His first word had been a simple hello, ‘Yeai’; no body language, minimal eye contact, avoiding preconceptions. The Golath had circled him, then touched his forehead with one long, blue, finger-like limb, almost a benediction. Twenty attendants had done the same. He grew accustomed to the slight tingling as they reached out. It took longer to identify their individual colours and feel the vibrations in each subtle greeting.

His inaugural speech as ambassador was the culmination of months of translation.

‘There comes an epiphany in any interaction, when barriers are broken down and true friendships form. This is what I hope for our two planets. It does not necessarily follow that the stranger the culture, the longer it takes. It has an agenda none can predict and can be measured only in terms of enlightenment. Today – may I call you friends? – the darkness has rolled back.’

He stood naked as they were, and accepted the accolade with pride.

His inaugural speech took months of translation.

‘There comes an epiphany in any interaction, when barriers are broken down and true friendships form. This is what I hope for our two planets. It does not necessarily follow that the stranger the culture, the longer it takes. None can predict the schedule. Today friends, the darkness has rolled back.’

He stood before them naked and accepted the accolade.

He studied every complexity of their melodic language, gestures and colour changes. When they paled to white something was wrong. However, they could detect no emotion from him, for he didn’t change colour.

He studied every complexity of their melodic language, gestures and colour changes. When they paled to white something was wrong. They could detect no emotion from him.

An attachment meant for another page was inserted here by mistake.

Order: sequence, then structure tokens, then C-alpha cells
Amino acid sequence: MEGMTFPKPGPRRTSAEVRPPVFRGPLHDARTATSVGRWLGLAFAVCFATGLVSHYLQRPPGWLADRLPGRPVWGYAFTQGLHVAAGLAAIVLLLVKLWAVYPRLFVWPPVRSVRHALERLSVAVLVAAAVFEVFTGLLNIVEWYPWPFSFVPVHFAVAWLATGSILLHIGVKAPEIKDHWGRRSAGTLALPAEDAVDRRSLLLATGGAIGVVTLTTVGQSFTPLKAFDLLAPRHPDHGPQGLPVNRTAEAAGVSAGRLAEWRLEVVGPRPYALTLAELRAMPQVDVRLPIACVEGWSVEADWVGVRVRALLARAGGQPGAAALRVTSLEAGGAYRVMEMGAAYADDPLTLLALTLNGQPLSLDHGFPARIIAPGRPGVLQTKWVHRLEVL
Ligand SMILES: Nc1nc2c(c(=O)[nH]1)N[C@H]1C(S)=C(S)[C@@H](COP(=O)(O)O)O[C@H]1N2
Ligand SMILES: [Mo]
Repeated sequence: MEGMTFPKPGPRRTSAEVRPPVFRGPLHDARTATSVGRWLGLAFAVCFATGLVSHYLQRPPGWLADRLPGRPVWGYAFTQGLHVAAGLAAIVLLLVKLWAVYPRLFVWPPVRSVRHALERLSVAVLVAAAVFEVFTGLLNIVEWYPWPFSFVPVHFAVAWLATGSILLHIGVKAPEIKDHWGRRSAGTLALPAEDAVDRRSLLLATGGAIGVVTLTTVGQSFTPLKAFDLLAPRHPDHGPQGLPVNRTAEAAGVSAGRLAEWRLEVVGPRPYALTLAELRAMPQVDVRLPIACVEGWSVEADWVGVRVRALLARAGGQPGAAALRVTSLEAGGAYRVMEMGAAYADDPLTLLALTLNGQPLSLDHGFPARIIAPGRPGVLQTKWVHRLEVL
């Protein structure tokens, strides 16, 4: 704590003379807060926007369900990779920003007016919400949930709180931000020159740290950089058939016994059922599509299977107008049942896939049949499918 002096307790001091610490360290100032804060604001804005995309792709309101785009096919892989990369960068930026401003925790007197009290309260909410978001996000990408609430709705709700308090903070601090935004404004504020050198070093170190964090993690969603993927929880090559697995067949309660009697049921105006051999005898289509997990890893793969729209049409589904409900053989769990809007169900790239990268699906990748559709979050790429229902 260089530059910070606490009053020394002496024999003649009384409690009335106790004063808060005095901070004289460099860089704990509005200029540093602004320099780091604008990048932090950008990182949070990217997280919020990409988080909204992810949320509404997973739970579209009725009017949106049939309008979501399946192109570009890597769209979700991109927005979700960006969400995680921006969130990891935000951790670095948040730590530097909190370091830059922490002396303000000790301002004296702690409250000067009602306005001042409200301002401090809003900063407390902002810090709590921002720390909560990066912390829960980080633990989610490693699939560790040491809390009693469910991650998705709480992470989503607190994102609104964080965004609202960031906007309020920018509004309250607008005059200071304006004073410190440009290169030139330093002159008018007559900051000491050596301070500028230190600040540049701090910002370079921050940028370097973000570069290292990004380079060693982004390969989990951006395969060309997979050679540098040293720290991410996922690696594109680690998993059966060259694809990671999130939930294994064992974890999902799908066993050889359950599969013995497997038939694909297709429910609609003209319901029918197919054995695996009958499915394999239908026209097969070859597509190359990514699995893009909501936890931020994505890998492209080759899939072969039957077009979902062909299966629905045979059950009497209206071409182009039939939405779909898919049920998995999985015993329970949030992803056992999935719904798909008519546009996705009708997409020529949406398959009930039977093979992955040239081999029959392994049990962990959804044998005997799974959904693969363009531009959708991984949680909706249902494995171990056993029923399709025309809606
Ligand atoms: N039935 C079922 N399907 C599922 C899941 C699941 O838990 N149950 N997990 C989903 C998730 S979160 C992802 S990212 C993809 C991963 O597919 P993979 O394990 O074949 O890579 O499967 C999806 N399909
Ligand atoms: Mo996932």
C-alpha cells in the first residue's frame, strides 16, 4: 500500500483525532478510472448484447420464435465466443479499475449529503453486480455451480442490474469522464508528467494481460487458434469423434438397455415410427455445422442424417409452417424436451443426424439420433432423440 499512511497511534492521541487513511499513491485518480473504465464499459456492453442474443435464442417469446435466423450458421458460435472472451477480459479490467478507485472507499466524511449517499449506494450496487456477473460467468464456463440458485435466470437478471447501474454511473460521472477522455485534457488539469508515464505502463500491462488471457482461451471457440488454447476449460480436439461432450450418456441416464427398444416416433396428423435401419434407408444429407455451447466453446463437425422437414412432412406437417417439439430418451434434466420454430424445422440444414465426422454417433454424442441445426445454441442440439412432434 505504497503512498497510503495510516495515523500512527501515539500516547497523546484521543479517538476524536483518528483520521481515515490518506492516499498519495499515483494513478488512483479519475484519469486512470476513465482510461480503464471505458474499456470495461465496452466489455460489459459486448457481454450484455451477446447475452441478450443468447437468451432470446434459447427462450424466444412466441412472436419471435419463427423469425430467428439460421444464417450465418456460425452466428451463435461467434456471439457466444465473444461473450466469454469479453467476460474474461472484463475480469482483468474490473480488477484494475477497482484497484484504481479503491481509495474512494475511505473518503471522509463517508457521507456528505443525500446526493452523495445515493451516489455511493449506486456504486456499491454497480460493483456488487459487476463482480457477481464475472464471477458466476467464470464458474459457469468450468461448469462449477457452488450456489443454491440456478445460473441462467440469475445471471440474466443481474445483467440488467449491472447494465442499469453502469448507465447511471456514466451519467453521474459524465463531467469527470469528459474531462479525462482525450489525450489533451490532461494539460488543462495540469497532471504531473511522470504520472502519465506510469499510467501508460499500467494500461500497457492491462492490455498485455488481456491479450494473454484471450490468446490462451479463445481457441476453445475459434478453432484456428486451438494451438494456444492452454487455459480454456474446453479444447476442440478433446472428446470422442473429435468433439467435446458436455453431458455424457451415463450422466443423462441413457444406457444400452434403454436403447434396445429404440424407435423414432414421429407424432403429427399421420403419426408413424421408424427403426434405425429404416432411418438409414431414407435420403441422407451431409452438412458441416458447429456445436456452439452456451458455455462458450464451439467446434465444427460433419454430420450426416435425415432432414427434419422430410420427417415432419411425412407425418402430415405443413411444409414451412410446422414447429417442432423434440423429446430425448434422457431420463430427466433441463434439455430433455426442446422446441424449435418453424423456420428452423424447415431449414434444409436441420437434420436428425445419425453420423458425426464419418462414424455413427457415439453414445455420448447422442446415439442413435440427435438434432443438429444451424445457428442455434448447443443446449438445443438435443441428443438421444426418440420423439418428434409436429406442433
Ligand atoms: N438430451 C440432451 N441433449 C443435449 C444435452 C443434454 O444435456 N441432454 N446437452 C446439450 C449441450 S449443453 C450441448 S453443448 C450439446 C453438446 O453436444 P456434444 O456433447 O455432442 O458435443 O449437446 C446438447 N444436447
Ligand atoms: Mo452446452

The denouement was cut by 100 words. The part I honed most was his looking back to his father’s rather harsh attitude. I needed to show that he might have chosen a life amongst aliens because of his own alienation and also I need that word – wanderlust. It also led up to the happily ever after ;). But I could see that I’d made way too much of it so I worked on that section in particular.

One day, circling two friends in the market, he felt suddenly at home. It took him by storm. Far from Earth, under that golden sky, with beings floating around him, he would have thought another human, a strange creature indeed. It had been six years. In his dreams, he floated too. He felt a myriad of things – wonder, resignation, regret, surprise – even affection. Tiny tonal shifts here changed meaning, combined with colours he wished he could affect.

Then he saw Agat. She was like pearl, slender, wavering; demure even by Golathe standards. Some frisson passed between them and he met her eye, and failed to begin the clockwise dance. He had never anticipated any romantic attachment. It overwhelmed him. His body reacted and Agat paled. Others picked up the vibration and turned.

The Golath requested an audience.

Version 2